You've Been Wait-Listed. Here's What You Do Now.
Are you stuck on a college waiting list? Frustrating, isn't it? You feel disrespected, unlucky. But you are not alone. Some selective schools send more wait-list letters than acceptance letters. This year's economic uncertainties might produce the largest number of wait-listed applicants ever.
What can you do about it? I have some ideas. There is only one job other than newspapering that I would be even remotely qualified for: college admissions consultant. I have written a lot on the subject, including a guidebook. My clients would be careerist, overinvolved parents just like me. In truth, I couldn't take the pressure, but for fun, let's pretend that you are paying me $300 an hour to get you off that waiting list. Here's the plan:
Winning the wait-list game, like getting to the Final Four, is all about commitment. You must decide if a college that wait-listed you is still your first choice. If so, then go after it. (Pick just one school. No others allowed. Otherwise, someone will tell on you, and you will be dead.)
Then tell your parents, your grandparents, your older siblings, your minister, your significant other and even me, your favorite consultant, to butt out. You don't want to be written off by the college as too dependent on hovering adults.
Return the card saying you want to remain on the waiting list. (At least half of the competition drops out at this point.) Then call the admissions office and ask for the admissions officer for your region. Be blissfully cheerful, no matter how heartsick you feel. Say you are delighted to have made the waiting list of their fine school. Tell them you will be putting down a deposit by the May 1 deadline on one of the schools that admitted you, but if they say yes, you will happily kiss that $200 goodbye.
Then write a letter, to be mailed and e-mailed. Be friendly. Be positive. Be smart. Don't grovel. Describe three qualities you have that you think would add value to that college. Describe three qualities of that college that you think would add value to your life. Tell them of recent successes that were not on your application. Throw in some self-deprecating humor, such as: "My friends told me long ago to please shut up about your great chemistry department, but I can't stop thinking about those amazing professors, and how they could help me explore my interest in Arctic desalination." You want them to know not only that you are committed, but also that you are the kind of person who would be fun to have on campus. Stalkers are committed, too. Don't sound like them.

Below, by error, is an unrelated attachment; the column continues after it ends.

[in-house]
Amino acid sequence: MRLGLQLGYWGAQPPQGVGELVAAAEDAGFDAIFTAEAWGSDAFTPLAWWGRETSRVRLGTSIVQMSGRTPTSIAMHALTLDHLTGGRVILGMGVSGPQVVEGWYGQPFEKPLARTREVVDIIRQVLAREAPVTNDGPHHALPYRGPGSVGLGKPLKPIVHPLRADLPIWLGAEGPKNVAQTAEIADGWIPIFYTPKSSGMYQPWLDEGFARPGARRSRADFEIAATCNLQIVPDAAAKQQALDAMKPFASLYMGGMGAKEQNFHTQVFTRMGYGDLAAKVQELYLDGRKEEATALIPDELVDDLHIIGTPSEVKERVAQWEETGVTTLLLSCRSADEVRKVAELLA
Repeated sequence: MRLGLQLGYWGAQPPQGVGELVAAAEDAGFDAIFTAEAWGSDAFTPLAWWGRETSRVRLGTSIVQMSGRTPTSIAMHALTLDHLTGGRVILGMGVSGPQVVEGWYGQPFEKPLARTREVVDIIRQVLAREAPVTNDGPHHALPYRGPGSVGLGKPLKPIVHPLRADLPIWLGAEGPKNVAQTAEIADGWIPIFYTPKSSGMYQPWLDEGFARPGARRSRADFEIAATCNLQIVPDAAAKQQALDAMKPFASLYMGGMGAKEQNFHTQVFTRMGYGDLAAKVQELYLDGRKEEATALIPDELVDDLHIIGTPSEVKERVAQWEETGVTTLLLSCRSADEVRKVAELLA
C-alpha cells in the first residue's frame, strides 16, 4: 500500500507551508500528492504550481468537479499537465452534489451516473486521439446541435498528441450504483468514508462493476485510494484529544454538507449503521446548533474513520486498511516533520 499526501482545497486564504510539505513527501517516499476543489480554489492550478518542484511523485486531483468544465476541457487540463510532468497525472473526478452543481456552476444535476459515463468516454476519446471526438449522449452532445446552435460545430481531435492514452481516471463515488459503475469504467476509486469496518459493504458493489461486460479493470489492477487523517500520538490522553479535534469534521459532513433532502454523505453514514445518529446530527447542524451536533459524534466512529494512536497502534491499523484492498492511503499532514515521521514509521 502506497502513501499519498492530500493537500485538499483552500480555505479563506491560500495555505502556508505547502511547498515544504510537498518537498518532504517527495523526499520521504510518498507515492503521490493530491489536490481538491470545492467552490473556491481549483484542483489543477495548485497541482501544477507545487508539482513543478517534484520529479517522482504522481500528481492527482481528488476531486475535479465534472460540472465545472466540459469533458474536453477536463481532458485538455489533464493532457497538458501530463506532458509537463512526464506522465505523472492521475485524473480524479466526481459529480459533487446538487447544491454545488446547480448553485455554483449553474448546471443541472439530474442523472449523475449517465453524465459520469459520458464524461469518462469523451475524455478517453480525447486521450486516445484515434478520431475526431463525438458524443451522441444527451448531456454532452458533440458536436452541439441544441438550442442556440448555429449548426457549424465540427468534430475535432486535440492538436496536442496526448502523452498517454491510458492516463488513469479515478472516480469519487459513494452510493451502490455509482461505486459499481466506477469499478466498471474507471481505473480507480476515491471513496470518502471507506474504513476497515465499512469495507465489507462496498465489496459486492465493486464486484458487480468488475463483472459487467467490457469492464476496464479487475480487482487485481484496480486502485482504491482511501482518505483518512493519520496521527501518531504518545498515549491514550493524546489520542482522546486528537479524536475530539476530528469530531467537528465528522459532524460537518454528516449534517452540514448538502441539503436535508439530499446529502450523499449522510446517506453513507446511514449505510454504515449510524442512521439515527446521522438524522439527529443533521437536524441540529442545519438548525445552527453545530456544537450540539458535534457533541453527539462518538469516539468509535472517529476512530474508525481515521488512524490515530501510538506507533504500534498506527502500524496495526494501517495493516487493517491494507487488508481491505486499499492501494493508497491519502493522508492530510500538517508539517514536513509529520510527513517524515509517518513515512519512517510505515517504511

I have given this advice to many people over the years. I know of at least two, Sarah Burgess and Will Havemann, who took it. Their parents are friends of mine. Burgess was wait-listed by Pomona in 2005, Havemann by Amherst in 2003. It was not a good feeling, they tell me, particularly for Havemann, who was wait-listed by three of his top four schools. But they decided to go after their first choices anyway.
Burgess sent me part of her letter to Pomona: "I often joke with my friends that applying to college is like dating five people at the same time. In each application, you have to express your love for the school, even though it might not be your favorite. However, the affection I expressed for Pomona in my application is strong and authentic."
The odds were still against them. Amherst last year admitted 25 of 1,100 students on the waiting list. That list was longer than the 1,088 students the college originally accepted. Pomona admitted about 30 of 300 wait-listed students. The long lists are not intended to torture you. Sometimes more admitted students than expected decline the offer. At selective schools, there are far more qualified applicants than spaces. Bruce Poch, Pomona's vice president and dean of admissions, and Tom Parker, Amherst's dean of admission and financial aid, said it is wrong to reject students who are as good as those they just accepted, even if some critics see that as creating false hope.
Wait-listed students who make their push in a thoughtful, friendly way have an advantage. Some college officials estimate only 10 percent of people on their lists try that hard.
Being admitted is a joy for those who were in limbo. Havemann ran around the block of his house in Northwest Washington in his pajamas when he got the news. Those let in from the waiting list have to deal with the feeling that they might not be as good as those let in during the first round, but the evidence shows otherwise. Wait-listees are often chosen because they have special talents -- the orchestra needs a flutist, the English department wants more poets. They are so committed to the school that they often turn out to be dynamos.
Havemann wrote and staged a play, was the elected student speaker at graduation and was Phi Beta Kappa. As a sophomore, Burgess directed a student play and won a regional award as a dramaturge, and as a junior she made Phi Beta Kappa. Parker and Poch said they have heard many such stories. Like me, they wonder what took so long to admit these people.